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A significant bump in inflation and overall concerns about a coming recession have Americans spending less on just about everything. Last week, we talked about the impact the Great Belt Tightening has had on the streaming industry, but it’s also creating headaches for video game manufacturers and publishers. According to the market research firm NPD, overall US consumer spending on video games and related products fell by $1.78 billion in the second quarter of this year, a 13% drop compared to the same period last year.
Sony’s software business plummeted by 26% in Q2 vs. 2021, which the company blamed on both a lack of new releases and Americans simply spending less time playing video games than they did a year ago. Microsoft likewise reported that its hardware sales slumped by 11% year-over-year in Q2, along a 6% dive in Xbox content and a 7% decline in overall gaming revenue. (Nintendo won’t publish its Q2 numbers until next week, but it’s expected to sell slightly fewer Switch consoles than it did last year.)
A report from Ampere Analysis forecasts the entire gaming industry could shrink as much as 1.2% in 2022, down about $188 billion globally. Recession fears, supply chain problems and inflation woes certainly played a role in this, but it’s also notable that the industry is coming off of two years of significant growth, as a lot more people stayed indoors and spent more money on home entertainment. Nielsen reported that 82% of global consumers either played video games or watched video game-related content during COVID lockdowns.
Some of this massive growth was always going to prove unsustainable. Once it was safer (or at least presumed safer) to re-enter the world, some of those console dollars were going to back to restaurants, movie theaters, Dave & Busters, laser tag and whatever else people do when they actually go out places.
But that didn’t stop a lot of companies from expanding over the last few years, only to now find themselves overextended. Game developers Niantic and Unity have both started cancelling projects and laying off staff to control costs and other companies – including Electronic Arts, Meta, Microsoft and Nvidia – have frozen or downscaled their hiring plans.
And though 2022 opened with the arrival of a string of hotly-anticipated new games – including “Elden Ring” and “Horizon Forbidden West” – pandemic-era delays have impacted the remainder of the year’s release calendar, creating something of a drought of must-have new titles.
Still, it’s probably too soon to entirely lose hope and gaming has proved largely resilient over the past decade or so. Microsoft and Sony both seem to feel that their hardware and supply chain issues are behind them and 2023 should the return of a stacked new release calendar.
Los Angeles-based publisher Riot Games shows no signs of slowing down, despite the wider industry trends. (The company announced today that its latest “League of Legends” spinoff – the 2D fighting game “Project L” – will be free to play, with only “respectful monetization.”) As well, Activision Blizzard reported lower year-over-year earnings and revenue for the second quarter this week, but nonetheless expanded its work force, converting close to 1,100 temporary and contingent employees into full-time workers. The company also acquired “Spellbreak” studio Proletariat and the artificial intelligence company Peltarion over the past quarter, integrating in a number of new staffers from those teams.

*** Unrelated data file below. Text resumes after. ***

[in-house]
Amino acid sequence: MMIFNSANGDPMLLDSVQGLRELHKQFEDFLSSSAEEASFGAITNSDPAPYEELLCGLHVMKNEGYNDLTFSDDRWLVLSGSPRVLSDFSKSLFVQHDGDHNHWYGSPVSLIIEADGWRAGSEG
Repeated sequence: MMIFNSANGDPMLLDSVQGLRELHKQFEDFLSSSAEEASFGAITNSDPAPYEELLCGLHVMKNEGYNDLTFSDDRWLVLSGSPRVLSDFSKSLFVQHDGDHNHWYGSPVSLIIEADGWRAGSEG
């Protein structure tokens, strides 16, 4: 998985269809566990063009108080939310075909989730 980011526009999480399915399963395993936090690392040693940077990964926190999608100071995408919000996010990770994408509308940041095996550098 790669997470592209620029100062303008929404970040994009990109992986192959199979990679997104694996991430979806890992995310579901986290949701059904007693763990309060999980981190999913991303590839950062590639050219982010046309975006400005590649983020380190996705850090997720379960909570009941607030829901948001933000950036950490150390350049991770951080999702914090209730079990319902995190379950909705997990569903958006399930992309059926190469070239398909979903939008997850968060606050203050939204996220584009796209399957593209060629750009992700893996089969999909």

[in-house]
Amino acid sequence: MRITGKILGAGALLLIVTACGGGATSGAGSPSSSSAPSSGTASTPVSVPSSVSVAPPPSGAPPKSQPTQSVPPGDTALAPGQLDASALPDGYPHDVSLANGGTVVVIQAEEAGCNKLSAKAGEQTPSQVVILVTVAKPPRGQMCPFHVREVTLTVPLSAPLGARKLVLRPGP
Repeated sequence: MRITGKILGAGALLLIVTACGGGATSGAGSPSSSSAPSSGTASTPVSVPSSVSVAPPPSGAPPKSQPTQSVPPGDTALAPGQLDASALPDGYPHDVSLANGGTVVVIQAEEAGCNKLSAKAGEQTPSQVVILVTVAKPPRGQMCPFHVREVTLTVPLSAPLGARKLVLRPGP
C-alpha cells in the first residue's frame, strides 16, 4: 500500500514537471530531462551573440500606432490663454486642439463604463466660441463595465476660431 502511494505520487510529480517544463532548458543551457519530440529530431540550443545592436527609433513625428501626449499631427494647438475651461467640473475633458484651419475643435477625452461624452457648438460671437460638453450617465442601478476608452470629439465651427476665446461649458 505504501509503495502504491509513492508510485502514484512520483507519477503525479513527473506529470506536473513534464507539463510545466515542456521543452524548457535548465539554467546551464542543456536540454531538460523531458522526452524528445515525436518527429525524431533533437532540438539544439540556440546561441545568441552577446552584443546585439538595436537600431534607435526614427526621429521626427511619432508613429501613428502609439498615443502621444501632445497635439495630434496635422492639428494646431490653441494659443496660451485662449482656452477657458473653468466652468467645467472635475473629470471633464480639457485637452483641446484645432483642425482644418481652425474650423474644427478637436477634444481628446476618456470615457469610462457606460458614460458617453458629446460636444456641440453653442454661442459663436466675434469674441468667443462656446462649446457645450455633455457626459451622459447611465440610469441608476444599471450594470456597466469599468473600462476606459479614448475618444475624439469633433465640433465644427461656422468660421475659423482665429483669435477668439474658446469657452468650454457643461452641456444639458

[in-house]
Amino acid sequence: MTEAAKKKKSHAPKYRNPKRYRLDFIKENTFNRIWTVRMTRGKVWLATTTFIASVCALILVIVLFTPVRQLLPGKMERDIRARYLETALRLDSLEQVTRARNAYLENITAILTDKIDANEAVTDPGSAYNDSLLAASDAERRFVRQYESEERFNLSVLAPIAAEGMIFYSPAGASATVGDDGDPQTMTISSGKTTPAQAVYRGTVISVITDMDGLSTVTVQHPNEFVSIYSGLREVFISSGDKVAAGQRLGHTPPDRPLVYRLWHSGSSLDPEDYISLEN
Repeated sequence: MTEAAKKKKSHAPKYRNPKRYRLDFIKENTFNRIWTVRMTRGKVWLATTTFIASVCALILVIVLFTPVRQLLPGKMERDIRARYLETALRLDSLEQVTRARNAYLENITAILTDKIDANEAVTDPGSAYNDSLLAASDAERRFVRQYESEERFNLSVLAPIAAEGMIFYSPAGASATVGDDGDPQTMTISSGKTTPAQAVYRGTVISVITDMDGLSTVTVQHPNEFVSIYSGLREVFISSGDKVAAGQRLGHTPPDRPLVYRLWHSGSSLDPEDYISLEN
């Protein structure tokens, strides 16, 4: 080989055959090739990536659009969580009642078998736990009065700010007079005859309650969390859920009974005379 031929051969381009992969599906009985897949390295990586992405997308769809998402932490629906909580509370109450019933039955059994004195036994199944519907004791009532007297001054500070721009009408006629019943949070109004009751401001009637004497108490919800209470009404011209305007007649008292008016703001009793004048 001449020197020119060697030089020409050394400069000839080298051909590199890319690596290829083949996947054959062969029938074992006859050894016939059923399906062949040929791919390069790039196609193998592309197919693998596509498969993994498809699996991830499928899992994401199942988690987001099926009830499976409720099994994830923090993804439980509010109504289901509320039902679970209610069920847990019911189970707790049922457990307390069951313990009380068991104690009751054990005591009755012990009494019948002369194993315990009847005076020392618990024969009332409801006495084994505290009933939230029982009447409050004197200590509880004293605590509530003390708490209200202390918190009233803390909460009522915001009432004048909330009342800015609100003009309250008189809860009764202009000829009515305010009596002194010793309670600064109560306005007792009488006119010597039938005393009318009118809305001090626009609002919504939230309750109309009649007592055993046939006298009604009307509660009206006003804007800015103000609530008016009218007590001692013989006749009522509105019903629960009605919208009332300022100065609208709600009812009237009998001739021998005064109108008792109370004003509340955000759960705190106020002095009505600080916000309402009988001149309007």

While blaming its underwhelming Q2 performance on lower engagement from “Call of Duty” and “World of Warcraft” fans, the company looked ahead to new releases in the coming months from both franchises – including “Call of Duty: Modern Warfare II,” “World of Warcraft: Wrath of the Lich King Classic”–along with the high-profile sequel “Overwatch 2.”
Activision Blizzard, of course, is also preparing more generally for a potential merger with Microsoft, initially announced back in January, while also fending off a string of lawsuits relating to alleged sexual harassment and toxic workplace culture. Which just reinforces how multi-faceted these situations can become and how difficult it can be to make predictions about this particular wing of the technology business, regardless of the current economic climate..— Lon Harris
Historical documents, art and artifacts are often locked away in vaults until a museum or library chooses to showcase them. Santa Monica-based Arkive—the first decentralized, physical museum—hopes to make them available anytime.
MarqVision raised $20 million to develop its software that scans for counterfeit items in a bid to prevent fraud. It will also use the funding to expand its operations, with plans to open its first European outpost in Paris.
At the end of August, the Los Angeles-based company will sell 11,111 avatars which can be used as playable characters on Jadu’s upcoming mobile app. The NFTs, will also come with commercial rights, meaning holders could—hypothetically—slap a character’s likeness on a t-shirt and sell it.
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What We’re Reading ...
- The "Los Angeles Times" looks at upstart entertainment industry newsletters The Ankler and Puck.
- Hardware manufacturer Eco Wave Power will deploy its first U.S. energy conversion unit in the Port of Los Angeles this September.
- L.A.-based WeeCare partners with JCPenney to provide children’s health benefits to its 50,000 U.S. employees.